|11 September 1885(1885-09-11) |
Eastwood, Nottinghamshire, United
|2 March 1930 (aged 44)|
I named my cat Frieda.
At the time---well, for some time---I was enamored with the writing of D.H. Lawrence.
Frieda was the name of Lawrence's wife.
They did not want to get married, but eventually did.
She left her German professor-husband---and her children---and ran away with Lorenzo---gadding about all over the world.
I didn't like Lawrence's short stories or novels as much as I liked his poems.
They had Beauty and Brevity.
I got my kitten, Frieda, from a buddy-muscian-poet, Paul Santoro.
His cat, the mother of Frieda, was a Calico.
Paul said before handing over little Frieda,
"Now take care of her."
And I said that I would.
One winter I left Frieda with some friends so that I could traipse off to a warmer place.
I asked my friends to take care of Frieda.
"Don't let her go outside."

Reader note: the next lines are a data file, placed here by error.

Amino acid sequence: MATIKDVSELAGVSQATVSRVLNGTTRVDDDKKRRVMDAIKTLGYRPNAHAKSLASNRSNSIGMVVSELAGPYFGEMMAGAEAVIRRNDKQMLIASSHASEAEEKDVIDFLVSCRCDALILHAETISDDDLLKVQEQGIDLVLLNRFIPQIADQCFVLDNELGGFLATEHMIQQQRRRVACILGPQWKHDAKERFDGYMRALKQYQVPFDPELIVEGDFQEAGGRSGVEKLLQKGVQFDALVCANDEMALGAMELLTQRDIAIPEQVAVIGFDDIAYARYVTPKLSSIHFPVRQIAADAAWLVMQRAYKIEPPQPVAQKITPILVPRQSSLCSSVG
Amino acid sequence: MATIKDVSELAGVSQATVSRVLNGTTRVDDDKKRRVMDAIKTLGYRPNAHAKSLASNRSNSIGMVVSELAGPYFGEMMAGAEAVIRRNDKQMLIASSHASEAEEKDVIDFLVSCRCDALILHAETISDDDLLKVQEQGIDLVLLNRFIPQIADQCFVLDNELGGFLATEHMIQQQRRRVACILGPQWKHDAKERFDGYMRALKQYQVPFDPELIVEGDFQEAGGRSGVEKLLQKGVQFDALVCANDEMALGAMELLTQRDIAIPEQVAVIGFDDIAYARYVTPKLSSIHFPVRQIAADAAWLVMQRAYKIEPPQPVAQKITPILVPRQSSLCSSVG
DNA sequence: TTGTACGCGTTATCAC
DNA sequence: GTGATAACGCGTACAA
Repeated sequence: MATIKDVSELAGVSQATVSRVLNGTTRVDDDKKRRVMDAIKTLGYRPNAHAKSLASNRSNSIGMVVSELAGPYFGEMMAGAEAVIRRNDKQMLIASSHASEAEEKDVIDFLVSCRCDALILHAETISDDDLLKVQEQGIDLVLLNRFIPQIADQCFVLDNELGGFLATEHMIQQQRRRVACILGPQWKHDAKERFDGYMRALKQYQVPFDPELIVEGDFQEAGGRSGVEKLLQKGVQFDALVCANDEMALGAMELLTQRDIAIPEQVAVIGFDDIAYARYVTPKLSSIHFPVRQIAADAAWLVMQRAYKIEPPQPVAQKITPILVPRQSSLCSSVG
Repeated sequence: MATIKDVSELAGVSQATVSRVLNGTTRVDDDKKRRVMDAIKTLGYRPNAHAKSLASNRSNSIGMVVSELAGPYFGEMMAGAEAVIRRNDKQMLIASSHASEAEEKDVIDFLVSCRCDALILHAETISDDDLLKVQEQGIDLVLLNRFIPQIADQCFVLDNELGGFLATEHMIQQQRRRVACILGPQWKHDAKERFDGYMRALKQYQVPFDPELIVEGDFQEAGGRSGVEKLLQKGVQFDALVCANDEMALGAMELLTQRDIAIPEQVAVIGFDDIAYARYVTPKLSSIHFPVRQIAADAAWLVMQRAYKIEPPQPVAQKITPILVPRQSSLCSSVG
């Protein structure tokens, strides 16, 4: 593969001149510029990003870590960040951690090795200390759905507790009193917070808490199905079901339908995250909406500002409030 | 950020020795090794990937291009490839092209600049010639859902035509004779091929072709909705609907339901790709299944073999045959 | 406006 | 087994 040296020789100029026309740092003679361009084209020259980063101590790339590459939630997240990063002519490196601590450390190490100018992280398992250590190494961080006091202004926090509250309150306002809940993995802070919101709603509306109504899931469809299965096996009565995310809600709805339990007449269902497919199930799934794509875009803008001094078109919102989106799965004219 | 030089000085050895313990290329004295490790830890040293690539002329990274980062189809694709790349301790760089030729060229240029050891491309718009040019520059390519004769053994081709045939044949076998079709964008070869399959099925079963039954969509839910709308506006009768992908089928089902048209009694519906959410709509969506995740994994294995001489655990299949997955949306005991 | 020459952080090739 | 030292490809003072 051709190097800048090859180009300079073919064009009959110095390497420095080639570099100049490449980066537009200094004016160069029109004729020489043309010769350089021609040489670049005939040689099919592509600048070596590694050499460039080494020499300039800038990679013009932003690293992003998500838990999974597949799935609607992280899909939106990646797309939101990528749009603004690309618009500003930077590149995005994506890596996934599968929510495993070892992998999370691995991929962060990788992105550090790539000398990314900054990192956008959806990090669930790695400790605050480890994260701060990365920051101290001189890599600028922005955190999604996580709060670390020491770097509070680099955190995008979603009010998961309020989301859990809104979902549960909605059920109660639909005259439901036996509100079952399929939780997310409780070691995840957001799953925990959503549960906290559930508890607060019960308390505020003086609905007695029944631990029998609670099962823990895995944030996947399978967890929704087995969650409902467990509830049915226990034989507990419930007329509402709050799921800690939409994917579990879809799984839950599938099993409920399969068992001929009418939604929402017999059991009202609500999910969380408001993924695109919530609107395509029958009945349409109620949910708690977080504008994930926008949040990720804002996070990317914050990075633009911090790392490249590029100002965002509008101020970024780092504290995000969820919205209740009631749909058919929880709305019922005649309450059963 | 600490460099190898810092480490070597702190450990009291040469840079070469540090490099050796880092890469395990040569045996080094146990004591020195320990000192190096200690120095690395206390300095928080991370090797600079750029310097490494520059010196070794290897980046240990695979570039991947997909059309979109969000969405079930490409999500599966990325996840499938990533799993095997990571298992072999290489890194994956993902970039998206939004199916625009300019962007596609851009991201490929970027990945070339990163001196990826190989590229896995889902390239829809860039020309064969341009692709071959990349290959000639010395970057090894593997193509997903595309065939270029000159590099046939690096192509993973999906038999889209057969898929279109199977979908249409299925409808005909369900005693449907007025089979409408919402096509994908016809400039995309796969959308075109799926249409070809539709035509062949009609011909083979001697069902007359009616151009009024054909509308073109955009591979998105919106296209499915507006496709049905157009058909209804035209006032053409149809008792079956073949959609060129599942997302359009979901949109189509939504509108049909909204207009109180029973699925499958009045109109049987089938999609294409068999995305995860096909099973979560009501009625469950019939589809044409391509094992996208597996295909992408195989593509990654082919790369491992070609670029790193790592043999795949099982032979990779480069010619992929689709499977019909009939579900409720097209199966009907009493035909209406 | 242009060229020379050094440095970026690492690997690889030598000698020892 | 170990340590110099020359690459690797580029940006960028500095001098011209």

When I returned from my wanderings a few months later, Frieda had given birth to two kittens.
One friend said to me,
"We tried to pull her apart from the other cat, but we couldn't do it."
I gave names to the two little fur balls.
One I named Rufus.
He had a little mole on his nose.
The other kitten I named Snowball.
She was as cute as any kitten can be.
I could barely feed myself, and really didn't want to take care of Frieda's brood.
So one summer day I put notes around the necks of Rufus and Snowball.
"PLEASE GIVE ME A HOME."
I left them in the alley behind my apartment.
I returned to the alley a few hours later, and there was Snowball, trotting behind a lady, with her tail pointed to the sky, happy as a lark.
Rufus returned to the apartment that night.
He entered through one of the window panes of the skylight on top of the apartment's roof.
Frieda ran away.
I never saw her again.
I thought that this was appropriate, knowing that her namesake had done the same thing.
The Calico mother was picked up by a hawk while Paul was coming back across the desert from California.